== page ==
It will be understood that the razor-blade A herein referred to has a continuous cutting edge like that of an ordinary razor, whether the same be straight or slightly curved, and is not a serrated or saw blade to coöperate with a serrated or toothed guard with a shearing action, the action of the blade in this construction being a true razor action—that is to say, the blade cuts on contact by the combined forward and transverse motions like the ordinary razor. In this device the razor-blade A has a rapidly-reciprocating motion in the direction of its length, and it will be obvious that the different kinds of motors and different arrangements of transmitting and supporting devices may be employed for the purpose. The arrangement shown in the accompanying drawings, however, is both practical and convenient. As there represented, there are supported upon the frame B of the device two electromagnets C and C′, to which current is supplied from any suitable source, as indicated at D. Connection is made from the battery D through an ordinary flexible connector to suitable binding-posts E and E′, from which connection is made with the electromagnets and a suitable vibrator in usual manner. The respective contacts for the electromagnets are indicated at f and f′ and the vibrating arm at F. The armatures c and c′ of the two electromagnets are carried by a cross-arm c2, which is suitably pivoted upon the frame of the device. An arm c3 is extended rearwardly from the arm c2 and engages the vibrator-arm F, so that the circuit is automatically made and broken for each magnet in the usual manner, and the arm c2 is caused to vibrate rapidly. An arm c4 is extended forward from the arm c3 and is connected to the razor-blade A in such a manner as to produce the required reciprocations thereof, as will be presently described.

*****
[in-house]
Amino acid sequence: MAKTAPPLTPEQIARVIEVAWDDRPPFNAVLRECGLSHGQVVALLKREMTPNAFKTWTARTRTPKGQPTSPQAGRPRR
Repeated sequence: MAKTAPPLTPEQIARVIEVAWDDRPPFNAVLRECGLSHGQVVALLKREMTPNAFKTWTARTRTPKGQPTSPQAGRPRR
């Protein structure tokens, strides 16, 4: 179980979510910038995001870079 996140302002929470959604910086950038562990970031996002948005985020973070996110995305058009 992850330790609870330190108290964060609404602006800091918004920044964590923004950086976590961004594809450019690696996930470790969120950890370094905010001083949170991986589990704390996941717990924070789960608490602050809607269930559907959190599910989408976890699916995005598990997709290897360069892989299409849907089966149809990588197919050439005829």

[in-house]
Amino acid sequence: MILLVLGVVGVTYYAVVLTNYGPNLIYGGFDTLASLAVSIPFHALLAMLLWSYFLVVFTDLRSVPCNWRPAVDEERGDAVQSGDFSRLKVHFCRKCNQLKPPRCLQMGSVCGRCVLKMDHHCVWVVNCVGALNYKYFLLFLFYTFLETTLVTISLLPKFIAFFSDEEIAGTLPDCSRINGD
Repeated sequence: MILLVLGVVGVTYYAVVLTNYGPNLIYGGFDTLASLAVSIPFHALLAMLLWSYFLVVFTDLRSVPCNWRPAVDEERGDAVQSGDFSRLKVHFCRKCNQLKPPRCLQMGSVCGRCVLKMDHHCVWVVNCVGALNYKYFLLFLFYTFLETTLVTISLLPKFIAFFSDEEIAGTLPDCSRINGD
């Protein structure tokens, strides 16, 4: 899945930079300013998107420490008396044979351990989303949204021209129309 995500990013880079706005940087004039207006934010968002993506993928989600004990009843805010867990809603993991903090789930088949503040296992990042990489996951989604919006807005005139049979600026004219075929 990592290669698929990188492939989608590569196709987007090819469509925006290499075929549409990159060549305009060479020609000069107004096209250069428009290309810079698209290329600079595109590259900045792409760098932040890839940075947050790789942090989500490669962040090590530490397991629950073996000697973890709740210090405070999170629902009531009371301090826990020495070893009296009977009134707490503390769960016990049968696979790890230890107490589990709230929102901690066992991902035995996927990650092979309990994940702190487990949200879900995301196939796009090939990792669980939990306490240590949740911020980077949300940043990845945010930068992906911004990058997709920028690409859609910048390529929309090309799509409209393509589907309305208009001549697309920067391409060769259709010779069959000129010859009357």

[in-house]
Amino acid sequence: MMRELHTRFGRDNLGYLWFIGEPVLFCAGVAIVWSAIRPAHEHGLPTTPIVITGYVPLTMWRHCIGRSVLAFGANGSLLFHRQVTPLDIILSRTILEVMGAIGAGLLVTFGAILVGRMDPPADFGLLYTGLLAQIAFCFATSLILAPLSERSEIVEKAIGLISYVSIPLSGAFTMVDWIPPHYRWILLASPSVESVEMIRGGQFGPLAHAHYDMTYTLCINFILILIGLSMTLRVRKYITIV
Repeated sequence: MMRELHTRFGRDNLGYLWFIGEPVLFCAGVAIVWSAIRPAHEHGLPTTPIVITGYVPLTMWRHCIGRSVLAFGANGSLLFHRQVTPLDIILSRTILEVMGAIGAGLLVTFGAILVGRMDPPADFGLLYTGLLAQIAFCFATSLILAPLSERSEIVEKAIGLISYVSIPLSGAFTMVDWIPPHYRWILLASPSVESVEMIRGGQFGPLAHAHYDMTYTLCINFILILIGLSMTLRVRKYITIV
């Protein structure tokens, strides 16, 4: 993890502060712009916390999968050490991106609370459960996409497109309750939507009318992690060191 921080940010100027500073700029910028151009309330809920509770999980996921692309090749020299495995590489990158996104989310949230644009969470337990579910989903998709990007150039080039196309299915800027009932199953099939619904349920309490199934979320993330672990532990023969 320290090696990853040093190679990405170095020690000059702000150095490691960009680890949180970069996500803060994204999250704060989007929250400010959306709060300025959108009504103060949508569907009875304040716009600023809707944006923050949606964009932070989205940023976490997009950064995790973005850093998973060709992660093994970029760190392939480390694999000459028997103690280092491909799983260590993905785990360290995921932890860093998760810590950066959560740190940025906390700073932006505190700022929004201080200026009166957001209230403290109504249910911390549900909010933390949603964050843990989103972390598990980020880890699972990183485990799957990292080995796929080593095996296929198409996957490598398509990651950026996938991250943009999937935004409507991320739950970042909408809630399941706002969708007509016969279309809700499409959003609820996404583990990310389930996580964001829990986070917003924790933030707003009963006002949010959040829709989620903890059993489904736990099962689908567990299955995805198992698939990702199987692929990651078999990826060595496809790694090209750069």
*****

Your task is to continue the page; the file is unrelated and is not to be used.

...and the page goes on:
The frame of the device is extended forward, as at B′, to support and also to guard the razor-blade A, which is secured to a slide A′, mounted in suitable ways in the extension or guard B′. A pin a on the slide A′ engages the slotted end of the arm c4 above referred to and completes the connection between the blade and the vibrating mechanism.